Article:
“Eilers is like the report card that we all watch; we look for it coming in our mailbox, and so it is a great thing,” she says. “But we respect that it’s very difficult to stay there. When you’re at the top, there’s only one way to go, so we work hard to stay there. But, it’s the entertainment industry and the customer is fickle, and they change, and so we know we have to keep on top of it.”

Hodgson also values the people who keep them there and praises all members of her team.

“We value honesty,” she says. “We value people’s contribution, we are good with people’s time; we let them do things for their family when they need to. We ask for work when we need it. We want to win; we want to feel, as a team, that we’re contributing to the industry in creative ways that make it go further than it has gone before.

“At the same time, we like to have fun at what we’re doing, and we don’t take ourselves too seriously. We care about the customer and the product and ourselves, and we’re not playing the stock market game. We’re very focused on the core of the business.”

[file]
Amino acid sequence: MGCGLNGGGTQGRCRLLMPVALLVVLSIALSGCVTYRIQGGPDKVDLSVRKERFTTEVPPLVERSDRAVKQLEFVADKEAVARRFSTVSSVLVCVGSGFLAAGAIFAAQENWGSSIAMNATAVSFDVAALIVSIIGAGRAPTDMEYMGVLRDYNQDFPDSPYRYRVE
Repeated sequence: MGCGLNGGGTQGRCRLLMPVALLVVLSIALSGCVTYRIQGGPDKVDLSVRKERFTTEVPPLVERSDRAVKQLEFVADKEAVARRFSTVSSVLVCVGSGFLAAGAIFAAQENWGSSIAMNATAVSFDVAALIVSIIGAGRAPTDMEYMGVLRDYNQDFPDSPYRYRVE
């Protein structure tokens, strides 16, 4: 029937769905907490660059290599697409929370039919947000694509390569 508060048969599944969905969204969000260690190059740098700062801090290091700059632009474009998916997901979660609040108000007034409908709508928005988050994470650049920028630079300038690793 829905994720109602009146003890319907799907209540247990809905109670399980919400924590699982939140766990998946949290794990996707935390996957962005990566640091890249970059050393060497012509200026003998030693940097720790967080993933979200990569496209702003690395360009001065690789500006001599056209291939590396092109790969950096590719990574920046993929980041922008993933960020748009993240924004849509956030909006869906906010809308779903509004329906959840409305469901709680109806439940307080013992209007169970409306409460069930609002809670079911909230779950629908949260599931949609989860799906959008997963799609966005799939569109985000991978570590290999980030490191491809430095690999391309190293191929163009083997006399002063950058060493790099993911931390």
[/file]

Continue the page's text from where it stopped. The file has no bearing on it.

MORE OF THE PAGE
Roger Gros is publisher of Global Gaming Business, the industry's leading gaming trade publication, and all its related publications. Prior to joining Global Gaming Business, Gros was president of Inlet Communications, an independent consulting firm. He was vice president of Casino Journal Publishing Group from 1984-2000, and held virtually every editorial title during his tenure. Gros was editor of Casino Journal, the National Gaming Summary and the Atlantic City Insider, and was the founding editor of Casino Player magazine. He was a co-founder of the American Gaming Summit and the Southern Gaming Summit conferences and trade shows. He is the author of the best-selling book, How to Win at Casino Gambling (Carlton Books, 1995), now in its fourth edition. Gros was named "Businessman of the Year" for 1998 by the Greater Atlantic City Chamber of Commerce, and received the Lifetime Achievement Award from the American Gaming Association in 2012.